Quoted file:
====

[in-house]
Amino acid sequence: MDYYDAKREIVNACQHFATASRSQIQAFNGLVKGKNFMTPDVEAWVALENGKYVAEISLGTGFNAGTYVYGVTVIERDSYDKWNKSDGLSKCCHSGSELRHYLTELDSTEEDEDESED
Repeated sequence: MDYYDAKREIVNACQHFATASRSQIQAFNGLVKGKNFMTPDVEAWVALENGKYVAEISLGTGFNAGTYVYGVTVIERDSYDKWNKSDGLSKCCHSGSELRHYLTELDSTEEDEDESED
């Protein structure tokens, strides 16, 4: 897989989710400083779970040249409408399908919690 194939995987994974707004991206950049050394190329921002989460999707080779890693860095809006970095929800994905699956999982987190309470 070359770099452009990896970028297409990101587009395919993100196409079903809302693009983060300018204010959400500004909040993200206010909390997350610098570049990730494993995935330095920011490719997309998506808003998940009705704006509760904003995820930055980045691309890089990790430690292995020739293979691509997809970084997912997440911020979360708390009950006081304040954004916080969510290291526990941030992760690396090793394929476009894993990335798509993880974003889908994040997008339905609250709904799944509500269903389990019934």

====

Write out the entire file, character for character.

[in-house]
Amino acid sequence: MDYYDAKREIVNACQHFATASRSQIQAFNGLVKGKNFMTPDVEAWVALENGKYVAEISLGTGFNAGTYVYGVTVIERDSYDKWNKSDGLSKCCHSGSELRHYLTELDSTEEDEDESED
Repeated sequence: MDYYDAKREIVNACQHFATASRSQIQAFNGLVKGKNFMTPDVEAWVALENGKYVAEISLGTGFNAGTYVYGVTVIERDSYDKWNKSDGLSKCCHSGSELRHYLTELDSTEEDEDESED
């Protein structure tokens, strides 16, 4: 897989989710400083779970040249409408399908919690 194939995987994974707004991206950049050394190329921002989460999707080779890693860095809006970095929800994905699956999982987190309470 070359770099452009990896970028297409990101587009395919993100196409079903809302693009983060300018204010959400500004909040993200206010909390997350610098570049990730494993995935330095920011490719997309998506808003998940009705704006509760904003995820930055980045691309890089990790430690292995020739293979691509997809970084997912997440911020979360708390009950006081304040954004916080969510290291526990941030992760690396090793394929476009894993990335798509993880974003889908994040997008339905609250709904799944509500269903389990019934």